Last Monday evening I had my regularly scheduled writing class downtown at Second City, here in Toronto. Before I injured my ankle, I would simply hop on the subway that’s right up the street from my apartment, take it downtown, and then walk about 10-15 minutes to get to class. The whole process took just under an hour and was relatively painless.
But all of the entrances and exits to the subway require at least 2 flights worth of stairs – impossible with my walker. There are elevators available, but they require about 20 extra minutes of walking within each station, as you weave in and out of multiple buildings, each elevator taking you up or down only a single level. As someone who experiences fatigue and balance issues due to Ehlers Danlos Syndrome that are currently being exacerbated by an injury, not only does this process take up excessive amounts of my time, but it also exhausts me and is unsafe for me to undertake, especially alone. My medical professionals have stated that at this point, the subway is most definitely not an option for me.
So I look to Wheel-Trans – the accessible public transportation here in Toronto. Although there is a rather laborious interview process to be permitted to use the service, I am eligible. So I look to book a ride. The thing is, you can’t simply book a direct trip. You have to choose a half hour window for your destination arrival time, and it is strongly recommended that you leave an additional half hour window before the time you actually have to be there in order to guard against delays. So, for my class at 7 PM, I have to book a ride that will arrive at the location between 6 and 6:30 PM.
I then have to decide what time I want to be picked up afterwards, as all Wheel-Trans trips are round trip. My class is supposed to end at 10, but often will run at least 5-10 minutes late. The car will only wait 2 minutes for me, so I have to be sure I’ll be ready. To be safe, I have to request that my pickup time be between 10:30 and 11 PM.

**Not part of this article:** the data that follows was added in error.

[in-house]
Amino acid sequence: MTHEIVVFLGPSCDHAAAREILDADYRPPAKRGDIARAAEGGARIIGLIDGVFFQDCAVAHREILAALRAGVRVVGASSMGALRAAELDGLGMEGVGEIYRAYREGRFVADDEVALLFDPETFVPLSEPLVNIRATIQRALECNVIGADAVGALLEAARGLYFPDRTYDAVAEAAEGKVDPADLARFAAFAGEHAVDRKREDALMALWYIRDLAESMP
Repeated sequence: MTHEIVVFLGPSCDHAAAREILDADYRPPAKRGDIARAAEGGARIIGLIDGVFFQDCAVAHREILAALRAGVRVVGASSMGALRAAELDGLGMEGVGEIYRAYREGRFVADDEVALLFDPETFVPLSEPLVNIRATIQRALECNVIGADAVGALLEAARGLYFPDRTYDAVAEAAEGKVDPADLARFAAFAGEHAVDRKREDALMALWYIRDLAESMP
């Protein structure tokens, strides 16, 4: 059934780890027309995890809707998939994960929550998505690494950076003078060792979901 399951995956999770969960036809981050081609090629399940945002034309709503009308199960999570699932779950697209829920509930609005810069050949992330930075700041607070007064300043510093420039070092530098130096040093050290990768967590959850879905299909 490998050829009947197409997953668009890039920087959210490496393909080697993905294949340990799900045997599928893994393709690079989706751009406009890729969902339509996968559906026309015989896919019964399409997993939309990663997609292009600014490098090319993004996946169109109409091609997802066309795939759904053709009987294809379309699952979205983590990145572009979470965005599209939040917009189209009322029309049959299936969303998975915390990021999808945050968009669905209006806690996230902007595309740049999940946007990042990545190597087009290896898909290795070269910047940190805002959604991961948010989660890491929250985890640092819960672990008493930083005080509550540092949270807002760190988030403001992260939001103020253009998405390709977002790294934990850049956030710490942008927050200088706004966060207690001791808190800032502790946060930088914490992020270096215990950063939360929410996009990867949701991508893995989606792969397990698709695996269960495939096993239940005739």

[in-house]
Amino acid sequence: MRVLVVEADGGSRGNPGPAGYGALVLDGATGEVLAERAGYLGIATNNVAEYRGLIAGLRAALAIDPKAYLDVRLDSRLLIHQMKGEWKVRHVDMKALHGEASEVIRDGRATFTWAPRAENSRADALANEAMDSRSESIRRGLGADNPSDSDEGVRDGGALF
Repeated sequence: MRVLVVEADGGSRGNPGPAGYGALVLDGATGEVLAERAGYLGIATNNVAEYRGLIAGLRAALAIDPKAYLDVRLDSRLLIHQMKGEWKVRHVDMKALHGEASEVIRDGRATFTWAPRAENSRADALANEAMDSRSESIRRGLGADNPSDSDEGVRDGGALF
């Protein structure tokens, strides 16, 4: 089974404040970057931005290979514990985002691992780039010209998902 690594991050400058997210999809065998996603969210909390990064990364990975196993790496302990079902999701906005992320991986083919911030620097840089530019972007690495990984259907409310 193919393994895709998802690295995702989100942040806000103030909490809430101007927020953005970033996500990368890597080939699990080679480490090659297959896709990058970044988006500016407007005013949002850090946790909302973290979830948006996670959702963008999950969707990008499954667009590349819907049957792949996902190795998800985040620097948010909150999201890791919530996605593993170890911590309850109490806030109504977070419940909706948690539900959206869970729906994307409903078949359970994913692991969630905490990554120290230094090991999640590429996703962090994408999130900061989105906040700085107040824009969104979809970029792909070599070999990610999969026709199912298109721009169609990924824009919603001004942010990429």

Then I look to see what time I will be picked up for the first trip. It gives me another half hour window. The window is from 4 to 4:30 PM. Because, you see, Wheel-Trans will not take me directly to and from my destination. It operates in a similar way to a ride-share, and multiple people will be picked up and dropped off at their locations during the course of my trip.
And even this is only possible if I book the ride far enough in advance. Any requests for rides within 24 hours are unlikely to be available.
So, with everything going as smoothly and successfully as possible – I’m looking at having to book off my day from at least 4 PM until midnight – a minimum of 8 hours, a complete workday, for a single 3 hour class.
I can’t express strongly enough how unacceptable that is. I don’t have that kind of time to waste. I don’t know anyone who does.
So I use uber to get to class. It costs me $20 – much more than the $3.25 of the bus, but less than the $40 of a regular taxi.